- About WIP
- Participating Entities
- Animas-La Plata Water Conservancy District
- City of Durango Water Commission
- Colorado Water Resources and Power Development Authority
- Dolores Conservation District
- Dolores Water Conservancy District
- Empire Electric Association
- Florida Water Conservancy District
- La Plata Archuleta Water District
- La Plata Electric Association
- La Plata Water Conservancy District
- Mancos Conservation District
- Mancos Water Conservancy District
- Pagosa Area Water and Sanitation District (PAWSD)
- Pine River Irrigation District
- San Juan Water Conservancy District
- Southwestern Water Conservation District
- U.S. Bureau of Reclamation
- Regional Water Projects
- Animas River Stakeholders
- Animas-La Plata Project
- Cloud Seeding Program
- Dolores Project (McPhee Reservoir)
- Dry Gulch Reservoir (Pending)
- Florida Project (Lemon Reservoir)
- Jackson Gulch Reservoir
- Long Hollow Reservoir
- Pine River Project (Vallecito Reservoir)
- Rio Blanco Restoration Project
- River Protection Work Group
- UMETCO (Urivan) Water Rights
- Water Information
- Contact WIP
The Dolores Water Conservancy District took a small step this month toward determining whether a large hydroelectric plant could be built at Plateau Creek, a tributary of McPhee Reservoir.
Area boaters have come to terms with the fact that another dry year has dashed any chance for rafting on the lower Dolores River this summer. But revised runoff forecasts and precipitation reports are predicting a situation for farmers and local fish populations that just keeps getting worse.
With persistent drought conditions across Colorado and low reservoir levels in the southwest, water resource managers are looking at a potentially long and arid summer. Following a dry 2012, the warmest year on record, reservoir levels were already on the low side. Reservoir storage exactly one year ago sat at 104 percent of average, which helped the area get through late summer shortages.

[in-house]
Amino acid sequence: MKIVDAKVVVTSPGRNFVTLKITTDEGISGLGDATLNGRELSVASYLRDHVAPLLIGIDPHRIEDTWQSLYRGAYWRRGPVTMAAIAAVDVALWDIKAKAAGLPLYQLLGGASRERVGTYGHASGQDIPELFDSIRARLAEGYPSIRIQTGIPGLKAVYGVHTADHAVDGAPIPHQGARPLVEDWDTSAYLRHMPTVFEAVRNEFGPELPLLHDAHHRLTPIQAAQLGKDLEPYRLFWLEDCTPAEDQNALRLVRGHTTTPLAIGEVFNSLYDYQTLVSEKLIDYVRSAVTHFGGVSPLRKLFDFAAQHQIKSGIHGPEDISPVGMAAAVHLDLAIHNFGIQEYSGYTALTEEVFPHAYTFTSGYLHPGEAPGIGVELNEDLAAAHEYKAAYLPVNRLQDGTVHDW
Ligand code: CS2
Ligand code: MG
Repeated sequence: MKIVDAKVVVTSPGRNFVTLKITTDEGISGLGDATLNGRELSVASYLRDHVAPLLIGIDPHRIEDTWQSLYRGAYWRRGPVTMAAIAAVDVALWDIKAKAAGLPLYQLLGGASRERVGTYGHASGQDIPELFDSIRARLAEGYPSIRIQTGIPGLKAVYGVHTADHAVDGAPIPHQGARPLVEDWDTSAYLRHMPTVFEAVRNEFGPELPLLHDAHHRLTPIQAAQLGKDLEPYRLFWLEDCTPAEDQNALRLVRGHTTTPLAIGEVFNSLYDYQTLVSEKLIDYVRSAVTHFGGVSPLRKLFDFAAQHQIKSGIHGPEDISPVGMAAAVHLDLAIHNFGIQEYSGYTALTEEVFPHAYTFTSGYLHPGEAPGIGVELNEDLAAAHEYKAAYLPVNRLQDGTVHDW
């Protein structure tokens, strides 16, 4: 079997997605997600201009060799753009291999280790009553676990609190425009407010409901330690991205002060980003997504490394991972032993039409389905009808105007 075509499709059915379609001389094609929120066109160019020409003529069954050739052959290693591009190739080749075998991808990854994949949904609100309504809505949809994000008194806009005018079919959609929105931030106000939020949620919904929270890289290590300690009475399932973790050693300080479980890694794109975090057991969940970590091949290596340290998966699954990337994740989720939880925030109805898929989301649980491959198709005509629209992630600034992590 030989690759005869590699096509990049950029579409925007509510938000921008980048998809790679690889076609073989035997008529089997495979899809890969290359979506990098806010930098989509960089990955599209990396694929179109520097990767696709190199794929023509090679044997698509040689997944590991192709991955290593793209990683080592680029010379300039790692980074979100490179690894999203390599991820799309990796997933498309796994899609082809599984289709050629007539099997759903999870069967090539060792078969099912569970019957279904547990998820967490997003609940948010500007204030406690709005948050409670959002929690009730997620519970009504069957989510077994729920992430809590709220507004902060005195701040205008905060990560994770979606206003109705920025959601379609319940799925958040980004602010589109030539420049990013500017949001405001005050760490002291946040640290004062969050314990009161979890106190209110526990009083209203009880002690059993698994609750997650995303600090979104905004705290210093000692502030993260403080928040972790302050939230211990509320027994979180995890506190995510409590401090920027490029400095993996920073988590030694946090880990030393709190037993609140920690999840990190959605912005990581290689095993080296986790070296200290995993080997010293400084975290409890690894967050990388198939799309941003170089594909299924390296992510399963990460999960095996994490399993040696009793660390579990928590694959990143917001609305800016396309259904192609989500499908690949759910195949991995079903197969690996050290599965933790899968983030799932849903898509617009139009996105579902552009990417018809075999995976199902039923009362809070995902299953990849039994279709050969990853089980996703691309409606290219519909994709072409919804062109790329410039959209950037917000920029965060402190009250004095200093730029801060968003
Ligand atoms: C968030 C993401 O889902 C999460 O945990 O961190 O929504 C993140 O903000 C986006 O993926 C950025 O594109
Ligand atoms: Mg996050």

When a wildfire suddenly broke out last Friday in Lory State Park, west of Fort Collins, Coloradans breathed an anxious, collective sigh: not again. The early season blaze stirred unpleasant memories of last year's trying fire season, which scorched about 385,000 acres in the state, according to the Colorado Division of Fire Prevention and Control.
Low levels at McPhee Reservoir have U.S. Forest Service officials concerned over more than just the area's water supply. Off-road enthusiasts drawn to the mud flats left behind by the receding waterline are threatening sensitive ecosystems and archaeological resources normally protected beneath the surface of the reservoir.
The Dolores River looks a bit low this year, along with McPhee Reservoir, but things have been worse. The Dolores River is flowing at around 20 cubic feet per second. But it has been lower, said Mike Preston, manager of the Dolores Water Conservancy District. Preston estimated that it's at the third lowest level ever.
Withered crops and steep hay prices. Underwhelmed river guides. Overworked firefighters. Neighborhood visits from hungry, foraging bears. Drought conditions have thrown the rhythms and daily routines off kilter for many Colorado subgroups in 2012, including aquatic species.
The Narraguinep Reservoir is at its lowest point in 10 years, but there is enough water to supply irrigation needs for the rest of the season. That’s the word from Don Magnuson, general manager for the Montezuma Valley Irrigation Co. On Thursday, Magnuson said the reservoir was at a depth of 20 feet and held more than 1,000 acre-feet of water.
If you haven’t been to McPhee Reservoir lately, prepare to walk a bit longer to get to the water. The water is low and it will get lower, according to Mike Preston, manager of the Dolores Water Conservancy District. A dry winter and high irrigation demand continues to cause water to drop in McPhee. “It’s going to come down another 24 feet,” Preston said.
Farmers and ranchers will receive full allocations this water season, according to local reservoir and irrigation managers. Careful management of water reserves have left plenty of resources to fill the needs of water users in the area, despite an abnormally dry winter and spring.